Posted by on May 21, 2014 | No Comments

When I trained to become a professional triathlete I experienced many days of high motivation but also days of low motivation. This motivational roller coaster continued throughout my career. I had to find new ways to motivate myself when there’s no progress or keep training on those days I’d like to stay in bed or to cut the mileage short. Let me assure you that I experienced many motivation letdowns. I managed to conquer most of them fairly quickly but on a few occasion I didn’t. Here are a few tips to avoid mental injuries and burnout in the training process and prior to competition:

  • talk to your coach if you have one! Be honest. Communicate communicate communicate.
  • IF in doubt remain conservative. Cut back mileage.
  • Take another recovery day. Why not? It won’t hurt but help you to feel better.
  • Change training locations and exercise in areas that give you lots of positive energy. BIG SMILE!!
  • Meet up for a social run or cycling ride with friends. Stop and take in the scenery. Have a coffee break and LAUGH!
  • Maybe you have set yourself too ambitious goals. Reevaluate. Use your coach to do so and perhaps find a new goal or event and adjust your training schedule accordingly.
  • Target races should be motivating and make you excited. Select a destination that gives you goosebumps!

I like to say to all my coached  athletes that the athlete’s mind & body is shaped during the preparation. The race itself is the cherry on the cake and a celebration of all the hard work and sacrifices that went into it. It’s the relentless training day in day out that creates opportunities to become more experienced and allows us to apply new motivational skills to overcoming discomfort, negative self-talk and self-doubts. I always knew that I had to push myself outside my comfort zones at least 1 or 2 times, every week, to refine my mental toughness.

What did I do for continuing tough & long training days and races? What were my tricks?

Here are a few tricks that might help you, too:

  • Stay in the moment. Do not look to far ahead.
  • Focus on your breathing.
  • Reduce speed and give your body and mind a break.
  • Break up the training workout or race into segments.
  • Derive positive energy from the environment.
  • The power of positive thinking can pull you through difficult situation.
  • In a race use the athlete in front of you as a pacemaker.
  • Use intervals breaks, food/coffee/water-stations as a motivation. It’s that simple!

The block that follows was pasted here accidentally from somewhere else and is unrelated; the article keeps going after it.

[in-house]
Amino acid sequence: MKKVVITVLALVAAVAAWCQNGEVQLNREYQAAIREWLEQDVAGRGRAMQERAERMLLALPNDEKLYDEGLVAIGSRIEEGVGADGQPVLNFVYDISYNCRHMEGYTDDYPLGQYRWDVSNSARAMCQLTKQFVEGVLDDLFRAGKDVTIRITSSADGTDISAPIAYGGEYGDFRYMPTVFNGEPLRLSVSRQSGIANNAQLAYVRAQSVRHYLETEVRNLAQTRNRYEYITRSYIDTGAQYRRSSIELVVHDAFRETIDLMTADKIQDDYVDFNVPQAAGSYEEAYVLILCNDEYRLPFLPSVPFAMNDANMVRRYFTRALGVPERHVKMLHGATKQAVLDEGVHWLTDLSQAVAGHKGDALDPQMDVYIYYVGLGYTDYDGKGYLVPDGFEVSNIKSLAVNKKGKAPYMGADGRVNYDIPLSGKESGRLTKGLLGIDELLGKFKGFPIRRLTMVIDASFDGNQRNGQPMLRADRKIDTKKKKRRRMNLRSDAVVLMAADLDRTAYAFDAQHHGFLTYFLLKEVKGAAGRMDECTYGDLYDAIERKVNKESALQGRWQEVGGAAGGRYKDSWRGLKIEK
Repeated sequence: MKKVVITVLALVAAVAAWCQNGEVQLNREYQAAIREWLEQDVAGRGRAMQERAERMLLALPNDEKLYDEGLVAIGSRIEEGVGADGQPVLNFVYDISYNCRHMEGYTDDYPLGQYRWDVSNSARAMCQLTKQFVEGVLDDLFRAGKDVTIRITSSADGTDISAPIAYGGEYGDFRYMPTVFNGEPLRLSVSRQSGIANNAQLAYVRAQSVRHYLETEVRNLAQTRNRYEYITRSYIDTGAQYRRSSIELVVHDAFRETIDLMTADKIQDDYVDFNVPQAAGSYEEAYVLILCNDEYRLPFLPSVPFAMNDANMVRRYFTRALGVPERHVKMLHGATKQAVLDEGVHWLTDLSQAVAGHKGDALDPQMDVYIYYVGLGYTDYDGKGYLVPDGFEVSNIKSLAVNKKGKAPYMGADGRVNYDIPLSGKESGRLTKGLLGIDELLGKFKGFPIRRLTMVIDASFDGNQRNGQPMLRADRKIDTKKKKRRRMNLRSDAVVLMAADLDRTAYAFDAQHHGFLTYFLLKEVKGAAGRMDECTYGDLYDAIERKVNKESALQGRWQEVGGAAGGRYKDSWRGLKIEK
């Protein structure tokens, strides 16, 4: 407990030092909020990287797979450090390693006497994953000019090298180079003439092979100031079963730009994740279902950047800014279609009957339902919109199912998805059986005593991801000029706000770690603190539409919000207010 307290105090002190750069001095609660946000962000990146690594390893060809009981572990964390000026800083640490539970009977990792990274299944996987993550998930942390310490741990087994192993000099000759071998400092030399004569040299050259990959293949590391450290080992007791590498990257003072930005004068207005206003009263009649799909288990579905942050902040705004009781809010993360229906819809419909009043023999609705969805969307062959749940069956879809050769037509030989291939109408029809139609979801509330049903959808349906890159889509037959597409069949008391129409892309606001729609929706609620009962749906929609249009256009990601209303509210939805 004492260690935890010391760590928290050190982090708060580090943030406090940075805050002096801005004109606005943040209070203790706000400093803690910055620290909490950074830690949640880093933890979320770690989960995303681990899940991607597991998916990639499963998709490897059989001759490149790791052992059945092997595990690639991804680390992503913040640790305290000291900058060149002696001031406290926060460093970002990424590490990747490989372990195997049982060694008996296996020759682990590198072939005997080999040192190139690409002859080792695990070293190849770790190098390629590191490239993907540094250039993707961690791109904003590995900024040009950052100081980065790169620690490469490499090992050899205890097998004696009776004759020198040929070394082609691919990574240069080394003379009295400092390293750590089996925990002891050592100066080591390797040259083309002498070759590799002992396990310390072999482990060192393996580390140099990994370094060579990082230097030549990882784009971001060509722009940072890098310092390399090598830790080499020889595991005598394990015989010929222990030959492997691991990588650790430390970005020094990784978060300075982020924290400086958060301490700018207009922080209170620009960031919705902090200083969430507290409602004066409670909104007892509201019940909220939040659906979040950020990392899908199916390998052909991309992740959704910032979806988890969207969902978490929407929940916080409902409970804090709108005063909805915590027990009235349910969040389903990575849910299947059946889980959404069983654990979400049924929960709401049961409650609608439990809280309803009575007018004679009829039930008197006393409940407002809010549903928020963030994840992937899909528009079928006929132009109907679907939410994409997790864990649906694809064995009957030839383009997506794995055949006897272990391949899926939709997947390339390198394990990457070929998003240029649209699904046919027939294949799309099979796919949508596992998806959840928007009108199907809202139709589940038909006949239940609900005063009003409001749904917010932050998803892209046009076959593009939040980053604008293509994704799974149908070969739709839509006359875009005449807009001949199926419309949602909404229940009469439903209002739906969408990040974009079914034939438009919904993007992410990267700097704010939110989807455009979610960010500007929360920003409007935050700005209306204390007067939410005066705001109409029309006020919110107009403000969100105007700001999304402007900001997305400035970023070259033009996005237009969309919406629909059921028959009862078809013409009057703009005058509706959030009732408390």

• Set yourself realistic targets. Goals should still remain challenging but not become unachievable.
  • Use a mantra (words, numbers or phrases) which helped me to open up a path into a positive mental state almost trance like state (=state of excellence).
  • Have a workout plan and devise a race strategy. Be prepare and have several plans in your pocket if one doesn’t work out pull out another one. Usually, things don’t go according to plan in an Ironman or Marathon for example. Be mentally prepared to counter a difficult situation and set yourself a series of meaningful goals in the event you have to abandon your original race goal or workout goal. Finish Men (165)

You should know why you are putting yourself through an Ironman or Marathon.

Have a clear mission in your head.

I suggest to write it down on a piece of paper and to stick it against a wall, a door or the fridge. Use a place where you can see it everyday! Attach an image of yourself atop that creates instantly positive memories and affirmations in your brain when you look at it.

I remember that in 1996 I bought a triathlon magazine and  I used the image
of a winning athlete crossing the finishing line with a victory pose.

I, then, took a old picture of myself, cut off the head and put  it over the athlete’s head. For me it was a powerful picture I would deliberately look at everyday multiple times. It worked for me!

I ended up celebrating a break-through season as a Olympic Distance Specialist. I won over 8 races (incl. the Bavarian State Championships (which is a huge title) and finished in the top 10 of Germany’s best triathletes!!

Additionally, if I may point out, when you look at all my finishing race pictures you will notice that I always finish with my arms up in the air.

My brain totally adopted the image  for all eternity and YOU CAN DO EXACTLY THE SAME. BELIEVE ME!!!

Stay motivated in your next race!
Good luck and happy training.

Torsten Abel

 

 

 

 

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